Pellon 70 “Peltex” – Heavyweight sew-in. Sometimes you will see “Timtex” in a pattern, but Peltex is similar and easier to find. Peltex is heavy-duty. It kind of resembles very stiff craft felt. Maybe think of it as fabric cardboard. When you look at the product alone it is softer than you would expect, but once you get it in your project and top-stitch, it’s very sturdy. It comes in fusible versions as well (71F is one-sided fusible, 72F is two-sided fusible) but I prefer the sew-in version. Fusing it would give your project an unnaturally stiff look. I use it for bag bottoms and for flat projects like these notepads. Ideally, it is added at the end of the project either as a bag bottom or before closing up a seam. Sometimes it is cut to fit inside seam allowances and then covered with a thin piece of fusible interfacing to keep it against your fabric. You can easily sew through it to top-stitch, you don’t want to stitch and turn it if you can avoid it because it will make your seams look very bulky and unprofessional.
Another thing I’ve used for bag bottoms sometimes is plastic canvas from the cross-stitch aisle. You cannot sew though this! But you can make a sleeve for it and place it into the bottom of your bag.
Pellon 988 – Fusible Fleece minus the fuse. This is a very thin, lightweight poly batting. It’s really not enough to give structure but it will add a bit of softness to your project. Be careful, it stretches. It is certainly not as stiff as the fusible version, since the glue in the fusible adds a degree of stiffness. If you want this to perform similarly to 987F, pair it with a fusible or another sew-in, even if you are quilting it. My main use for this would be flat zippered pouches that don’t need to stand up but need something to make them feel soft, and smaller projects can’t handle the thicker Thermolam in the seams.
Pellon Thermolam – This one is the “fleece” that resembles polar fleece in thickness, although it’s not a good idea to substitute polar fleece. Thermolam is good for adding softness or puffiness to a project, but it is quite floppy so if you want your bag to stand up you need to pair it with something else and possibly quilt it. This is good for any project that needs batting (cotton or otherwise). I’m sure there are arguments out there for using poly vs. cotton. I experiment and use whatever I have on hand. I used Thermolam in the laptop sleeve that I just made, along with SF-101 and Pellon 40.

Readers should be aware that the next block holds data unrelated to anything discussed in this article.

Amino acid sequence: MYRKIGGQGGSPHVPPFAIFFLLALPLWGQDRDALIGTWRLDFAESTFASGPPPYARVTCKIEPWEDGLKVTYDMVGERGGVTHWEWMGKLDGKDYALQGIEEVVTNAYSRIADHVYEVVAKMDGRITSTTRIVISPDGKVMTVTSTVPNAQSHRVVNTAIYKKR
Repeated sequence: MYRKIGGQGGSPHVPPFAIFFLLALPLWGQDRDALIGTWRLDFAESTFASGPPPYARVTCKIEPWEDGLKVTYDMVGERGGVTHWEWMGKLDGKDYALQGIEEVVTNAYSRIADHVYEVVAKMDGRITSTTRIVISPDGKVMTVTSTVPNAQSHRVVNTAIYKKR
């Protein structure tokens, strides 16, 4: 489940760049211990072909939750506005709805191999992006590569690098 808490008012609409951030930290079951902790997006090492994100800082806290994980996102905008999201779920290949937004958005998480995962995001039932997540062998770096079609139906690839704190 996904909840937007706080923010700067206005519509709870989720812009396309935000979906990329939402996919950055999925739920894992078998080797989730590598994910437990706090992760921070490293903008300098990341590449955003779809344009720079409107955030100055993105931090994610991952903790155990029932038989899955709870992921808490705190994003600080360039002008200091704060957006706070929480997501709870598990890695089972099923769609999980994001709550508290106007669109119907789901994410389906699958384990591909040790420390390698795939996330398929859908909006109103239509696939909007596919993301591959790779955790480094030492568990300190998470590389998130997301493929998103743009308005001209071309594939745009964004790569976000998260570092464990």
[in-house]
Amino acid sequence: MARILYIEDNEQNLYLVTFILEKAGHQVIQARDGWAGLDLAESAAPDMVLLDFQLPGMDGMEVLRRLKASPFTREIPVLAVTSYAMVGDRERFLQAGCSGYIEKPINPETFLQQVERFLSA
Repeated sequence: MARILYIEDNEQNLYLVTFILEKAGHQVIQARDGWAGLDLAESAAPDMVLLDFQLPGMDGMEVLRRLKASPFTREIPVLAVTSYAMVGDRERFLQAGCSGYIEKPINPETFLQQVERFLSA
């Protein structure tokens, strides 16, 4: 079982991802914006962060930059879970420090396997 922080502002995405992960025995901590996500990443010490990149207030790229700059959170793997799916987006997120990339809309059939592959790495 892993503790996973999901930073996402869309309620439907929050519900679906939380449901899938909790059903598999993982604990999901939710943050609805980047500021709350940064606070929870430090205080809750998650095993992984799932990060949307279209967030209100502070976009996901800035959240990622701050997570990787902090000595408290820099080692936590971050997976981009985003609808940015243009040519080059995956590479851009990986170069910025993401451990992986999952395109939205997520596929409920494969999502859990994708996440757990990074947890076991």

Cotton Batting – Buy a huge package of this when it’s on sale at the Big Box Craft Store and don’t be afraid to cut into it. Use it for pot holders, purses, wallets and more. It can be quilted up to like 10″ apart, so even adding a pocket to a large tote bag is going to count as “quilting.” Use it in straps for softness too! For straps where you fold in fourths, cut a skinny piece to tuck under one of the sides before top-stitching. I pre-wash my cotton batting. If you have a front loader, just put it on the gentlest cycle and dry on delicate as well. Most people don’t do this. I know I’m weird, I’m just sharing what I do!
Canvas – White canvas or duck cloth can be used in place of the papery non-wovens. It definitely adds weight, as in heaviness, to your project so make sure you really want to add it. I like using canvas for wallets and pouches that need substance but not puffiness or super-stiffness. This one is a pre-wash MUST, and it will wrinkle a lot so take it out of the dryer while damp and press it flat. If you get a ton of wrinkles, don’t worry, they won’t show through on the final project.
HTC Form Flex – Midweight woven. If you can find this, buy some! HTC Form Flex is amazing. I think it also comes in fusible but I’ve never seen it in person. I found this at one of the Local Quilt Shops and bought the whole rest of the bolt for fear of never finding it again. I use this rather than Pellon 50 in my full sized bags. The woven just moves right and holds curves and shapes very nicely. This is what I used when I made Keyka Lou’s (pattern here) Bucket Bag and my Sammy Bag.
Did I miss anything? Any questions? The thing is, you will probably spend as much time cutting, fusing and pressing as you will spend sewing any project. But choosing the right interfacing, taking the time to fuse it correctly along with measuring and cutting accurately and topstitching are all going to make your project look that much better!